The Optional Practical Training (OPT) provision for foreign students in the U.S. is now back in the news. Under OPT, a foreign student can work in the U.S. for a certain time after graduation. As you may recall, earlier this year a court struck down the federal government’s 2008 expansion of the duration of OPT from 12 to 29 months for STEM students, on the grounds that that decision had not been properly put up for public comment as a proposal. The judge set a deadline for a resubmission of the 2008 proposal for public response. The government had been planning to make a new OPT rule anyway, which would extend OPT duration even further, to 36 months, so they have rushed putting out the new proposal for comment, to comply with the judge’s deadline. The new proposal is now up for comment.
Critics of the proposal have already begun to speak, such as David North of CIS. North, a former U.S. Labor Department official, notes that OPT amounts to the government offering a $10,000 incentive to employers for hiring a foreign student instead of a U.S. citizen or permanent resident. This bonus takes the form of the foreign students being exempt from payroll tax (due to their student status, which they technically still have under OPT in spite of having graduated). I would add that if OPT’s duration were to be extended to three full years, as DHS wants, the employer bonanza gets multiplied by 3, so it becomes $30,000 or more. Why hire Americans, eh?
Since this tax exemption from payroll tax was pointed out in the lawsuit against DHS, and has been one of the major points raised by critics, DHS was well aware of it. Yet they are refusing to address it or even acknowledge it. Hard to understaand such blatant pro-employer bias from an administration headed by a former community organizer.
The DHS people do throw in one bone for Americans, in banning employers from replacing U.S. workers by OPTs. However, as I have stressed often in this blog, the bigger problem with OPTs and foreign workers in general is that employers hire foreign workers instead of Americans, rather than using foreign workers to replace Americans. As I have harped on in this blog, this is yet another example of the downsides to overemphasizing the Disney/SCE cases (where U.S. workers were replaced by foreign ones), as many critics of H-1B are doing.
The DHS then shows further severe bias in its proposal by citing only pro-foreign-worker research (and distorting neutral research; see below), notably that of my UCD colleague Giovanni Peri, an Obama Administration favorite source. Nothing at all from the other side, including my own research showing that the overall quality of the foreign students is low. Since my work was published for EPI, a Democratic Party-oriented think tank, founded in part by Clinton Sec. of Labor Robert Reich, it is further clear that DHS has not looked at this issue with any impartiality whatsoever.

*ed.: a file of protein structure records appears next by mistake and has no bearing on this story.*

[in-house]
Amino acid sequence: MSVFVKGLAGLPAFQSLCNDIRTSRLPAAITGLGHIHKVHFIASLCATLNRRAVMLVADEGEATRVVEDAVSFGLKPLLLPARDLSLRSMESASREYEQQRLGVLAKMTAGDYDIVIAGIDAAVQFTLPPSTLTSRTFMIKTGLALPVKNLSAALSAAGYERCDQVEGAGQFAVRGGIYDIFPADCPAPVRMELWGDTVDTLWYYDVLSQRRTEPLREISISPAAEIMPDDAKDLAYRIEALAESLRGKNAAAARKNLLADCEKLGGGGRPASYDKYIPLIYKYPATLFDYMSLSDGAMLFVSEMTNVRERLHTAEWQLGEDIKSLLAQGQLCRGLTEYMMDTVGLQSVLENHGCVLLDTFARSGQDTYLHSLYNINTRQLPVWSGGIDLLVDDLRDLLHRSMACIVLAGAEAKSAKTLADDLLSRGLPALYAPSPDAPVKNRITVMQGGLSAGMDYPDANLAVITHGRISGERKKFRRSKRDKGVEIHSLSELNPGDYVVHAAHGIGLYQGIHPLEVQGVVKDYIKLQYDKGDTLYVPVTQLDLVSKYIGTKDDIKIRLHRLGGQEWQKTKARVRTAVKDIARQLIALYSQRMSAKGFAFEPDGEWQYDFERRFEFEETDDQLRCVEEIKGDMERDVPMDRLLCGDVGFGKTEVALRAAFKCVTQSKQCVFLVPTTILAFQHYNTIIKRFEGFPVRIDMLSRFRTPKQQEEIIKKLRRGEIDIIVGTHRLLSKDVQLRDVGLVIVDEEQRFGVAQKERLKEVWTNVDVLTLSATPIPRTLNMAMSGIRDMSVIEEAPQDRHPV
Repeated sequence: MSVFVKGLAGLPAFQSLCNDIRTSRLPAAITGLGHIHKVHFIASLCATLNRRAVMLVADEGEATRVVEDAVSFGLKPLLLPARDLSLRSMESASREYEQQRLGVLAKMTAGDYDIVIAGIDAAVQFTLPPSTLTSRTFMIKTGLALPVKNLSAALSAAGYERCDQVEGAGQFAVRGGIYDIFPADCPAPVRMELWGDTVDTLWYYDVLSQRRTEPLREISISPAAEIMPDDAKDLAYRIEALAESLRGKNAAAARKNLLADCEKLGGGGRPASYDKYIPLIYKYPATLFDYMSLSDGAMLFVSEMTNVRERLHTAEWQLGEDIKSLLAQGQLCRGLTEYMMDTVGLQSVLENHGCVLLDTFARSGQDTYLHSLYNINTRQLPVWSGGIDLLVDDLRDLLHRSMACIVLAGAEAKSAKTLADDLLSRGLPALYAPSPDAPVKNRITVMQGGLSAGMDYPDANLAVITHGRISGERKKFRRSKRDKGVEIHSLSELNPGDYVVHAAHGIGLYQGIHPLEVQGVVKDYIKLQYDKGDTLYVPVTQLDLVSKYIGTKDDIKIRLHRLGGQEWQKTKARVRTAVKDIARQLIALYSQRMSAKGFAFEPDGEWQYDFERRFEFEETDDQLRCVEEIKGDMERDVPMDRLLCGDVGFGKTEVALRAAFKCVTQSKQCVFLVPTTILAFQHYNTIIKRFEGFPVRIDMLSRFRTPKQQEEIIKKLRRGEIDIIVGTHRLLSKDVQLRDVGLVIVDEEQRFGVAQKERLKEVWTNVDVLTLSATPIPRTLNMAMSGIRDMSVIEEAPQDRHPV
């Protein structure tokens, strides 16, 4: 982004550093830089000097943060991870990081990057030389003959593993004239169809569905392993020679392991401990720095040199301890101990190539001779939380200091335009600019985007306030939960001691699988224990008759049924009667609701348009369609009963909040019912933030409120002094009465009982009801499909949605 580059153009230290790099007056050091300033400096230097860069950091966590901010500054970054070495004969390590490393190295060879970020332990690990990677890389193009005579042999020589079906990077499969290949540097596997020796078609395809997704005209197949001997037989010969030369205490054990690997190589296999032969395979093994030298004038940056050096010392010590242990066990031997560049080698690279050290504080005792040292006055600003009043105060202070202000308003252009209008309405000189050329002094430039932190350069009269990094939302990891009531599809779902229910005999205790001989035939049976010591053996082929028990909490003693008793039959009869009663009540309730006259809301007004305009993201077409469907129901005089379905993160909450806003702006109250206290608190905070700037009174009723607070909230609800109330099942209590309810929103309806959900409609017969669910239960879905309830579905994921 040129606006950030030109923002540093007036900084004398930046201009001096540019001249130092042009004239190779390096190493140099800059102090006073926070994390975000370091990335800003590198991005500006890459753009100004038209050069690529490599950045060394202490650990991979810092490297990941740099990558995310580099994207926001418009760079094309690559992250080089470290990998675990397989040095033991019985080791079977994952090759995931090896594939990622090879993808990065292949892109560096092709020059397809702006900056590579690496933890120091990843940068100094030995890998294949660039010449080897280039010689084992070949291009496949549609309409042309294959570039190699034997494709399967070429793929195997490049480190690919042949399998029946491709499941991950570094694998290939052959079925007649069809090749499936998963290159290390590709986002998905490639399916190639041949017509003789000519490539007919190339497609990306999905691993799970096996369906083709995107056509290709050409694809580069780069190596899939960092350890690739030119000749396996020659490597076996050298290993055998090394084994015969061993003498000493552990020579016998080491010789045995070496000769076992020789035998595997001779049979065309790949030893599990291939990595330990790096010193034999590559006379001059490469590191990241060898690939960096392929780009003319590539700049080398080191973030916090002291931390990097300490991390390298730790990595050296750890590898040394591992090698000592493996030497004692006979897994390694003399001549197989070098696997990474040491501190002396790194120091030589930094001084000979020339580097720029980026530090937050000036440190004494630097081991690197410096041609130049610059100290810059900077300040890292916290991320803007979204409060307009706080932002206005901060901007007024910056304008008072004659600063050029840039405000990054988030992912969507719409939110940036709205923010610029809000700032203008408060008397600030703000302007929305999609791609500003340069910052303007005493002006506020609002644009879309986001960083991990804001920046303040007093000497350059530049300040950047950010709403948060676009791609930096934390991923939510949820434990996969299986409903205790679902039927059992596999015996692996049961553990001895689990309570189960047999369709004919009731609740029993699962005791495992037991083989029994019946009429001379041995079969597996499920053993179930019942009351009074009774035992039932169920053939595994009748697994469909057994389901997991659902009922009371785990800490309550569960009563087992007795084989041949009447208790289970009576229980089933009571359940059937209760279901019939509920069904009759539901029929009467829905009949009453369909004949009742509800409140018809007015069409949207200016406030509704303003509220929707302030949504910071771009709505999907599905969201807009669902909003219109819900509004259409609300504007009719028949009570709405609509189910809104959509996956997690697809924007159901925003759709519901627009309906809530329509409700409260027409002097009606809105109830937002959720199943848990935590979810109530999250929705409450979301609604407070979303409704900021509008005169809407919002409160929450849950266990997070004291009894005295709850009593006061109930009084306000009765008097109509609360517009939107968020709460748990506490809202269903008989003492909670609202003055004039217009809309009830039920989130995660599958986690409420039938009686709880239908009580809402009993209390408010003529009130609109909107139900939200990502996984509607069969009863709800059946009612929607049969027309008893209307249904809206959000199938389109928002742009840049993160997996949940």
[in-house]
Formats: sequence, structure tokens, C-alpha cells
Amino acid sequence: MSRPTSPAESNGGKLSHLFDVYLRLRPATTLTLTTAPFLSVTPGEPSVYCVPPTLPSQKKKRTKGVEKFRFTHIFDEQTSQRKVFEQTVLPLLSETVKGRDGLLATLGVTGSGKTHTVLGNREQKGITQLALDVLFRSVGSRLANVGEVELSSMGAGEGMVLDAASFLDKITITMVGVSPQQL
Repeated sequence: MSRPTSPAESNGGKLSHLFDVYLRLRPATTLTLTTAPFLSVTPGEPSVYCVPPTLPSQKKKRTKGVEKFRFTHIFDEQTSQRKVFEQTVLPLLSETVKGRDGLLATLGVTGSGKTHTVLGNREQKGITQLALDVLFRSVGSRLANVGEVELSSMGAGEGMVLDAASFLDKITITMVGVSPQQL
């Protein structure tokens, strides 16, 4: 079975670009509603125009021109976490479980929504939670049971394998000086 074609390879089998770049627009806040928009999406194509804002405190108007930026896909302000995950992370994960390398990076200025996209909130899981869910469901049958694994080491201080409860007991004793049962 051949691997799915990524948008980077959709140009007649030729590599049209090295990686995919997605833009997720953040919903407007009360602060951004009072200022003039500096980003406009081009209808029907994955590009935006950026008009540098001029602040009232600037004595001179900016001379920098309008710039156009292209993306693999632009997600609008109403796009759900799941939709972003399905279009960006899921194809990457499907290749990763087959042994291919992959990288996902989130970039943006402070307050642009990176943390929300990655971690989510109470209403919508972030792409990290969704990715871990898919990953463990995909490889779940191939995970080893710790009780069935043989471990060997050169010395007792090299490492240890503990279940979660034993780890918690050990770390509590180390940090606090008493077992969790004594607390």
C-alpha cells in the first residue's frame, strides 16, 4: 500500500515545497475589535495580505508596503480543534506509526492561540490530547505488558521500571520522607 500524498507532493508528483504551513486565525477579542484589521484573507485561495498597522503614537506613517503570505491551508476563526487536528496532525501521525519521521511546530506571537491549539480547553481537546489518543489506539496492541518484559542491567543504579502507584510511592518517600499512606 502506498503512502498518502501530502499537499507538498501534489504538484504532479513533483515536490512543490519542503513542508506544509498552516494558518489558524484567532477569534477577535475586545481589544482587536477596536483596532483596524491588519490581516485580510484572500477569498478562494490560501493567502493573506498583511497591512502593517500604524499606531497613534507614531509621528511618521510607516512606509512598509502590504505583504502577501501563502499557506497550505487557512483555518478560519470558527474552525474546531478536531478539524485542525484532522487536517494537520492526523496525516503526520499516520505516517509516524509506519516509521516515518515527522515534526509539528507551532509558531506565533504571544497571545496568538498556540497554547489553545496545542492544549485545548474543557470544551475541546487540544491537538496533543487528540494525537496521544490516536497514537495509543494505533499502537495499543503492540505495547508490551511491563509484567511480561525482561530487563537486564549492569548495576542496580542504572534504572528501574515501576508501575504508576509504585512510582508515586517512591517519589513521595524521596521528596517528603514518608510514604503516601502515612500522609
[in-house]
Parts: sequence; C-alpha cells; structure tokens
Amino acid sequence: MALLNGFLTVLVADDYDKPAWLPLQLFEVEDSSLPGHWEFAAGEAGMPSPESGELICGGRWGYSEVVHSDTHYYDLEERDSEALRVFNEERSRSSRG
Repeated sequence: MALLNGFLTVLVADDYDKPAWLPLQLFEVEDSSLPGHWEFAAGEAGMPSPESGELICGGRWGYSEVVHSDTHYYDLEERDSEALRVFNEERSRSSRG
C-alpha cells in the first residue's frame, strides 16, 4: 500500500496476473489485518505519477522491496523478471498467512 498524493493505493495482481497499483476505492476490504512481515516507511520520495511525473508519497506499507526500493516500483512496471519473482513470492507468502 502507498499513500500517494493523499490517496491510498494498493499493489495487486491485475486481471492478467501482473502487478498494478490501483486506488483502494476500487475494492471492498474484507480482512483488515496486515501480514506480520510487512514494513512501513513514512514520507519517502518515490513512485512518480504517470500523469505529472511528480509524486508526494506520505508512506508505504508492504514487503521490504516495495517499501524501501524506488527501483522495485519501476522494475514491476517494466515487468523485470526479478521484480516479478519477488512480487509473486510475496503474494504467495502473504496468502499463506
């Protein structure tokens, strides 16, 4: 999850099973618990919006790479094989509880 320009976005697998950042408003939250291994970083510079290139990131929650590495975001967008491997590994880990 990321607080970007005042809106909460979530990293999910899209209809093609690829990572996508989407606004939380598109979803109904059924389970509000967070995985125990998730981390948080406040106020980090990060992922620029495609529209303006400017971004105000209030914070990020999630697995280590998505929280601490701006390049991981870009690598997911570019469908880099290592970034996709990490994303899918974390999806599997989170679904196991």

Indeed, DHS grossly misinterprets the work of Prof. Jennifer Hunt of Rutgers. She found in essence that (a) immigrant STEM workers file more patents than native English mjaors and (b) the patenting rate of immigrant STEM workers is less than, or at most equal to, that of native STEM workers. (See my EPI paper for details.) DHS seized upon finding (a), without explaining it for what it is, and of course, it has no relevance to the issue at hand.
In contrast to DHS’ recent statements, in which they openly admitted that they intend OPT as an end-run around the H-1B cap, they now describe OPT in warm and fuzzy terms of “mentoring” (putting the T back into OPT). That raises several questions:
- If the U.S. indeed “needs” the foreign students (DHS’s phrasing on this point verges on desperation) to remedy a STEM labor shortage, why do these students need training? The DHS/industry narrative is that the U.S. lacks sufficient workers with STEM training, while the foreign workers are supposedly already trained.
- And, if workers with such training are indeed needed, why won’t these special mentoring programs be open to Americans? Why just offer them to foreign students?
- Since DHS admitted that its motivation in OPT is to circumvent the H-1B cap, does that mean that if the cap were high enough to accommodate everyone, these same foreign students wouldn’t need training after all?
Very poor proposal, even by DHS standards. Hopefully the judge in the case will see through it.